3 Surprising Ways to Help Increase Your Child’s IQ

3 Surprising Ways to Help Increase Your Child’s IQ


You can easily help improve your child’s IQ through these three surprising ways.

By Stacie Simpson

Do you think you can’t do anything to increase your child’s IQ? Think again. As a parent, you have a significant amount of influence over how your child’s brain develops. Easily improve your child’s IQ by slipping these activities into their day:


That’s really all you need to do. Just talk to your children. Talking about everything (especially when you add in exaggerated facial expressions), will help your child’s vocabulary and stimulate brain growth.

Giving attention to your children is one of the best ways to establish emotional and cognitive connections. And since learning is often motivated by emotions, having conversations that evoke a series of emotions is an excellent way to develop your child’s brain. Connecting on an emotional level will also help your child feel safe and comfortable around you.

When you talk to your children, include situations that demonstrate mathematics in the conversation to stimulate their brains. Talk about making predictions with vivid outcomes. Read concept books and bedtime stories to encourage their imagination, which will help them later in life to understand difficult concepts.


Give your children the chance to do crafts, play memory games, create objects with puzzles or Legos, and play strategy games like chess. Helping children to concentrate and be creative will help them more easily solve intellectual problems later in life. Even at a young age, it will help them improve their thinking processes.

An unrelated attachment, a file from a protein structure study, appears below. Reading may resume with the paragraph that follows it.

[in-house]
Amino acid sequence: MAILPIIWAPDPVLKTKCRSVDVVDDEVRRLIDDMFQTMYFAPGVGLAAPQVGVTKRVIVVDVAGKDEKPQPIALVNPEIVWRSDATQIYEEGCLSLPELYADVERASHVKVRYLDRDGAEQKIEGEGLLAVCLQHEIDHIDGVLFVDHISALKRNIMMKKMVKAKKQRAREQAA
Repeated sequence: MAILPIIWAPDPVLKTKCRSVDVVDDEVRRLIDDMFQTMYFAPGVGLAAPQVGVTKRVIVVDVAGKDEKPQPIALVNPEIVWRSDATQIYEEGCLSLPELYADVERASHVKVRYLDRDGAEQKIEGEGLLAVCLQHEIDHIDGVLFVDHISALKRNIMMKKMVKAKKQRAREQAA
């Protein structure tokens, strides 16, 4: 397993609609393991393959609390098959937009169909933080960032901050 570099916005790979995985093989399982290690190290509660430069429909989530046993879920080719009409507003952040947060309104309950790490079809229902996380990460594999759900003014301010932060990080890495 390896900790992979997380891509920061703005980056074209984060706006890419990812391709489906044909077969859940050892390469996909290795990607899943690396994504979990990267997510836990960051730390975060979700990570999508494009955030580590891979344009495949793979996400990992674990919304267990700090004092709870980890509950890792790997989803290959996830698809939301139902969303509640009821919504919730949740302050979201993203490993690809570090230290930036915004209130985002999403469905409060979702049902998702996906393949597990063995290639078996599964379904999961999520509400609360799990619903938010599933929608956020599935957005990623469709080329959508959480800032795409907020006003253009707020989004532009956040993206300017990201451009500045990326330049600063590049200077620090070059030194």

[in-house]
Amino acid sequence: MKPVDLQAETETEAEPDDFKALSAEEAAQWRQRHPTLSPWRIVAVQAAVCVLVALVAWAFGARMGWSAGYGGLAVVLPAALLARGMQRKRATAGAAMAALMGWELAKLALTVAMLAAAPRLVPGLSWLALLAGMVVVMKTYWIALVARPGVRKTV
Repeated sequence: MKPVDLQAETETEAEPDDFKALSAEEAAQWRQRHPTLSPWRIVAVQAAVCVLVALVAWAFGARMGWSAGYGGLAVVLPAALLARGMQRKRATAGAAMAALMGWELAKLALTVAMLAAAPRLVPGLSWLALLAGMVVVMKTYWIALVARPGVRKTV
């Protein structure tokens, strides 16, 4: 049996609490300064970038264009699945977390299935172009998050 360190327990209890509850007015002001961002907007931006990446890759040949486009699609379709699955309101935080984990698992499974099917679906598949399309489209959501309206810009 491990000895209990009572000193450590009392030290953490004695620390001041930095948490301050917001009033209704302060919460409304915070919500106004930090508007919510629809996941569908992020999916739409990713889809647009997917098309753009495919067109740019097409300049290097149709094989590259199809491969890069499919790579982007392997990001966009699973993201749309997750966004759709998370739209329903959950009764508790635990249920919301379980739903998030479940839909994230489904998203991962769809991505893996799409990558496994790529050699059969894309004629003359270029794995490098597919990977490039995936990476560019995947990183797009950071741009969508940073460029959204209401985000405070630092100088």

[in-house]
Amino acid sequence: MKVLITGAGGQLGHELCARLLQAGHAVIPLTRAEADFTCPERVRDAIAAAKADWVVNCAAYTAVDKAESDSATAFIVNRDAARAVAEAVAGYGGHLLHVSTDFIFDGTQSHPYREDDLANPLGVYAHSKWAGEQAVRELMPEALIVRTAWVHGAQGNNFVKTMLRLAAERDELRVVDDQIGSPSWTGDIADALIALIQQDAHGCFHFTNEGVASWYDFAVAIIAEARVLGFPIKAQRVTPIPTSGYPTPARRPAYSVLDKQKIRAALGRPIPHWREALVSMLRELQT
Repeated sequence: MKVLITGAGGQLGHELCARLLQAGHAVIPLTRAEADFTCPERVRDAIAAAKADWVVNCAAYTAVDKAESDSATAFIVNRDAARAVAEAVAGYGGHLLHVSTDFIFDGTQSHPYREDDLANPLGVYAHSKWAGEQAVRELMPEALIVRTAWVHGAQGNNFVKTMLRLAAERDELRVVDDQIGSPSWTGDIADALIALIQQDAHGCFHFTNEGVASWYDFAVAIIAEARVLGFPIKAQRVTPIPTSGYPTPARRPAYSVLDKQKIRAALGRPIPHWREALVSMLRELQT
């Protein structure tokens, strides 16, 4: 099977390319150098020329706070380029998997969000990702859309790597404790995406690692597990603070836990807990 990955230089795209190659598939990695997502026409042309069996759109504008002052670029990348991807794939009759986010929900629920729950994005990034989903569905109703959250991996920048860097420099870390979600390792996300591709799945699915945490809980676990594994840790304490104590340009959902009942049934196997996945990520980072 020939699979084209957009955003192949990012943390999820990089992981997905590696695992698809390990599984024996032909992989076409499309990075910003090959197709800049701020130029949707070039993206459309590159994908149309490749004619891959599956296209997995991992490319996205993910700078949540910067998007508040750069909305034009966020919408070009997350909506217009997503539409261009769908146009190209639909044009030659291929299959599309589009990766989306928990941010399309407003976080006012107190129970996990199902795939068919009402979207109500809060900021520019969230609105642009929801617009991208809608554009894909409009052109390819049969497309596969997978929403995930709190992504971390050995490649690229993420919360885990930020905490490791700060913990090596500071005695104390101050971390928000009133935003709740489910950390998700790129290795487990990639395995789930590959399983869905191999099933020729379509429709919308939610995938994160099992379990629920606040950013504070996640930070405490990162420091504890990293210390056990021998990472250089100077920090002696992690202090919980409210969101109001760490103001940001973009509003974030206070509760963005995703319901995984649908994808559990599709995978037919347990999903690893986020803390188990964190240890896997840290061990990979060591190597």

When your children are young, make sure they have toys with different colors, textures and sounds, but pick toys you like to play with too. When children see that you like to play with their toys they will be more interested.

Do you think you don’t have enough time to have more playtime like this? Try limiting your children’s screen time. Swap out morning cartoons with building blocks and puzzles instead. Switch out computer time and instead set up a playdate to encourage playing with other people. Let their imagination flourish.


Getting oxygen to your brain is important for your own intellectual capabilities, so the same principle applies to your children. When you teach your children to breathe properly, their brains will work better. You will also be teaching your child an important skill, since breathing also helps to reduce stress and anxiety.

One way to teach them how to breathe correctly is to allow your children to chew gum (occasionally). The act of chewing gum helps set healthy breathing patterns and aids proper blood circulation to your brain.

Your child’s IQ is important, but it isn’t the most important thing about your child. As you help them, don’t lose sight of why you wanted to improve their IQ in the first place. Children who have high IQs but believe their brain is what defines them will not be as happy and successful as children who know they have other admirable qualities. Create an environment of learning, praise and appreciation for your child’s unique abilities and see them develop into healthy, happy and successful adults.


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